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‘The River Wild’ (PG-13)

By Desson Howe
Washington Post Staff Writer
September 30, 1994

In "The River Wild,” Meryl Streep and her brood are suffering acute family dysfunction syndrome. While homemaker Streep—a former wilderness jock—treads water unhappily at the house with two kids and a dog, yuppie-hubby David Strathairn slaves days, nights and weekends at the office.

“It’s your son’s birthday,” Streep reminds the paternal deadbeat. “Again.”

Only one thing can reunite this family: A nightmarish white-water rafting trip with a couple of freeloading psychos (Kevin Bacon and John C. Reilly) on board. There’s nothing like a stirring, near-death experience to get Mom and Dad talking again. Estranged spouses, please don’t try this on vacation.

In this bizarre, nuttily diverting fusion of “The Swiss Family Robinson” and “Deliverance,” ex-river guide Streep dumps Strathairn at home (or more accurately, the office) and takes son Joseph Mazzello (and Maggie the dog) on a Western whitewater vacation. As Streep prepares to embark down the picturesque waterway, along comes sweet-talking charmer Kevin Bacon—headed downriver with two friends. First he strikes up a buddy relationship with Mazzello then—when he sets eyes on Streep—a more flirtatious thing with Mom.

Just before both parties push off, Strathairn appears. Seems Dad has decided to give this family thing a whirl. Streep, who has rather enjoyed Bacon’s attentions, is torn between disappointment and excitement. Off they go—three strange men, two boats, one divided family and a dog—all bound for a raging confluence of three rivers called Bridal Creek (as in, marriage on the rocks).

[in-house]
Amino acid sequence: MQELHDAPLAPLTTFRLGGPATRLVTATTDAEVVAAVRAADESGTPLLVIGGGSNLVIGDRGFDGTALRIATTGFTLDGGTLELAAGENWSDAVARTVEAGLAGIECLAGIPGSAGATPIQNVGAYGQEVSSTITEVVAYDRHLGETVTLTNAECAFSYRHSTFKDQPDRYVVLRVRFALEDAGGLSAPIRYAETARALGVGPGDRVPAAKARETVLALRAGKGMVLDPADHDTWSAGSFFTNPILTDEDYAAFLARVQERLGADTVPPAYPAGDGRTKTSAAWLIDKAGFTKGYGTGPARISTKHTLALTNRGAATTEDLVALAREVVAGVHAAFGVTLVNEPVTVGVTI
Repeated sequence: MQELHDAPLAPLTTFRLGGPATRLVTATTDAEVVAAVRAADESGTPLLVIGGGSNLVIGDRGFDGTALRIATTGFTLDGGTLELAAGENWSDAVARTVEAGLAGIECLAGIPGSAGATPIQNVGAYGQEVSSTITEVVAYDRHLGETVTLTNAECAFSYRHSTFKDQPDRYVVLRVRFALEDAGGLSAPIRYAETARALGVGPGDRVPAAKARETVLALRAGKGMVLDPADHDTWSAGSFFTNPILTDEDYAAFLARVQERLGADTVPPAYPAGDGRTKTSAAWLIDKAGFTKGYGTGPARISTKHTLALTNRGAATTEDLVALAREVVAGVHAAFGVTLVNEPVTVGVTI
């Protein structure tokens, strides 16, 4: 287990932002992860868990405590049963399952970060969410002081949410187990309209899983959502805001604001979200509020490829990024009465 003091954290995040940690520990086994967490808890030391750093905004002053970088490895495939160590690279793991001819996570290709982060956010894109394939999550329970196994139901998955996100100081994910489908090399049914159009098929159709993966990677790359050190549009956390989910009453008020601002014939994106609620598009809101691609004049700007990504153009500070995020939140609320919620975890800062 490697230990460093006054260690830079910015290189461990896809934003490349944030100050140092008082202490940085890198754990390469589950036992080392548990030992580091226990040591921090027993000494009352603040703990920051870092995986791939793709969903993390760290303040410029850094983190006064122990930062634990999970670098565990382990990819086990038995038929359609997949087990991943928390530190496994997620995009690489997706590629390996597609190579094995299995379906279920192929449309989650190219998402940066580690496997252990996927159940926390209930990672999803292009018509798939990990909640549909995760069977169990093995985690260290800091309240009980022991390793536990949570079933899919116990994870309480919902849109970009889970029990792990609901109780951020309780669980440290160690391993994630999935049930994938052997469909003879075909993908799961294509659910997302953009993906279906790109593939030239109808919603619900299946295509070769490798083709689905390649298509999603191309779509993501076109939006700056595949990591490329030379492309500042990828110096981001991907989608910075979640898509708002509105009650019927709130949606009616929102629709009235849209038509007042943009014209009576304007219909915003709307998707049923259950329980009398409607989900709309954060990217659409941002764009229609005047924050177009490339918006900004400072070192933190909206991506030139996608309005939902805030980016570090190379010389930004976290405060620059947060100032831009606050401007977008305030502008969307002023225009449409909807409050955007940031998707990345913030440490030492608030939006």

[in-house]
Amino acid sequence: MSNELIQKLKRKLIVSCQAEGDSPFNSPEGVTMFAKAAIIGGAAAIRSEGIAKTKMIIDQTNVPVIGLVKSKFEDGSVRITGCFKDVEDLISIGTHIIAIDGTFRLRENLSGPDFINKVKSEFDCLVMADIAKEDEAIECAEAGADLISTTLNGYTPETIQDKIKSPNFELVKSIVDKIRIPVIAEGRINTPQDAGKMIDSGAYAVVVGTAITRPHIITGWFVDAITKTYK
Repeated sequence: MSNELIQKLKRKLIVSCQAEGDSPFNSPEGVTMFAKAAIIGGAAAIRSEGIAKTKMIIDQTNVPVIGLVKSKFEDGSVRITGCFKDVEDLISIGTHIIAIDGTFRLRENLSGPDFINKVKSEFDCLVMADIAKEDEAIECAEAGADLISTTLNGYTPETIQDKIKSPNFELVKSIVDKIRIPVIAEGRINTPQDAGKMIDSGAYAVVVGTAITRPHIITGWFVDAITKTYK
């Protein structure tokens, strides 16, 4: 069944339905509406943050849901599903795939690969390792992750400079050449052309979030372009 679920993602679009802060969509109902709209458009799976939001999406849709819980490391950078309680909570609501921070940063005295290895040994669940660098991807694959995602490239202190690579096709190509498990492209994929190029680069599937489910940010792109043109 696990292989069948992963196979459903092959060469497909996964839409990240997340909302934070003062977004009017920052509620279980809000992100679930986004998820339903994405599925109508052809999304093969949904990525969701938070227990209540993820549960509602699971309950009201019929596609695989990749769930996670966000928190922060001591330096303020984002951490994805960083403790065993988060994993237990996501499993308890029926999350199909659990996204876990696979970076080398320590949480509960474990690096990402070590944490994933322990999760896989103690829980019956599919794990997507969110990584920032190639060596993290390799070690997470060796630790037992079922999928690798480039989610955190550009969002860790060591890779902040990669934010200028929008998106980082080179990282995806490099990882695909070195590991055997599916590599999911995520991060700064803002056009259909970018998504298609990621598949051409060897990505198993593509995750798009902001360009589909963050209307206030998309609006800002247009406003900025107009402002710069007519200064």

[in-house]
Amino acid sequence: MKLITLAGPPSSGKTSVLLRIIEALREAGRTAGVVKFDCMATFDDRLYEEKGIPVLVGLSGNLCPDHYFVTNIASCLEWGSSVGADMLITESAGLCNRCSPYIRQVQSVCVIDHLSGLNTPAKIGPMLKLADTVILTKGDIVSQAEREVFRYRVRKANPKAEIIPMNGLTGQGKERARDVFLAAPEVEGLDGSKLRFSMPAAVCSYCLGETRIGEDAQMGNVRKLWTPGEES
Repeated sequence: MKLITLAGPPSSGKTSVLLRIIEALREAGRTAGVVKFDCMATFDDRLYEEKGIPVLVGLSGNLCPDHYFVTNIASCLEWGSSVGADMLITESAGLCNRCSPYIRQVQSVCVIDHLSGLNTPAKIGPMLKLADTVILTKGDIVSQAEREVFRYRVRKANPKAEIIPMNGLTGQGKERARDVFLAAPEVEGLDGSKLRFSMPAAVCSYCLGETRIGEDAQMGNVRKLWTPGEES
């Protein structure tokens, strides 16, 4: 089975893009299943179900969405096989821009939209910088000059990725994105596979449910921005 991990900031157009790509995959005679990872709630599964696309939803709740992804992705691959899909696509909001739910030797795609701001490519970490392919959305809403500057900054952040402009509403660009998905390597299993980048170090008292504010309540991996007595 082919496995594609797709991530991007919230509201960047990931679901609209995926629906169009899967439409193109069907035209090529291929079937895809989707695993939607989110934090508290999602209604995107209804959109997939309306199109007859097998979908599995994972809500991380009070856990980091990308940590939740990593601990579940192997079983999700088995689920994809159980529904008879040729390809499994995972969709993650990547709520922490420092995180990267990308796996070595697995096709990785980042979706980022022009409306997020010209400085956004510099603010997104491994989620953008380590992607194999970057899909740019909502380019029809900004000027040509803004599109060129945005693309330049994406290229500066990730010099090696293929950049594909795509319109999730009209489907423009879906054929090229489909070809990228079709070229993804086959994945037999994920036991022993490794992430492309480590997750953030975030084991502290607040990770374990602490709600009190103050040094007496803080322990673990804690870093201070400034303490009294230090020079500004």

When Streep and company encounter Bacon and Reilly moored by a bank, the two men claim their river-savvy partner has given them the slip, leaving them guideless. Streep agrees to help them steer their raft to Bridal Creek. Excited that Bacon is traveling alongside, Mazzello hops in the men’s raft. But he soon finds out Bacon isn’t exactly the swell guy he thought.

“River Wild” is a business-as-usual, family-empowerment drama from Hollywood. While Streep (decked in rubber gear and performing most of her own stunts) talks tough with Bacon (in the confrontational stages) and holds the family together, Strathairn undergoes a heroic de-yuppiefication. It takes everyone working together to save the day. Even the dog helps. Story clues are laid out before you like a board game for idiots. When Strathairn gives his son a Swiss Army knife for his birthday, when the family proves to be literate in sign language (Streep’s father is deaf), and when Streep explains the Indians’ vision quest ritual (essentially a sojourn into the wilds to encounter guardian spirits), you know these things will turn out to be useful.

But if watched from a mildly amused, forgiving distance, the movie has its enjoyable moments—good and campy. The surging rapids—enhanced by adroit camerawork and special effects—make an exhilarating spectacle. Whenever Streep (determined to prove she, too, can play physical, mass-entertainment roles) takes paddle to rapids (in picturesque slow motion), waterfalls of rhapsodic music engulf the audience, creating the impression that huge banks of speakers are attached to the bluffs. Director Curtis Hanson (who also directed “The Hand that Rocks the Cradle”) is handy with suspense tactics. The dangers—both man-made and natural—become entertainingly unnerving. Bacon makes the most of his choice bad-boy role, with crotch-thrusting menace and a wicked, razor-thin smile that could open envelopes. When Mazzello expresses shock Bacon has let him down, the kid says, “I thought you were a nice guy.”

“I am a nice guy,” Bacon insists, visibly hurt at Mazello’s retort. “Just a different kind of nice guy.”

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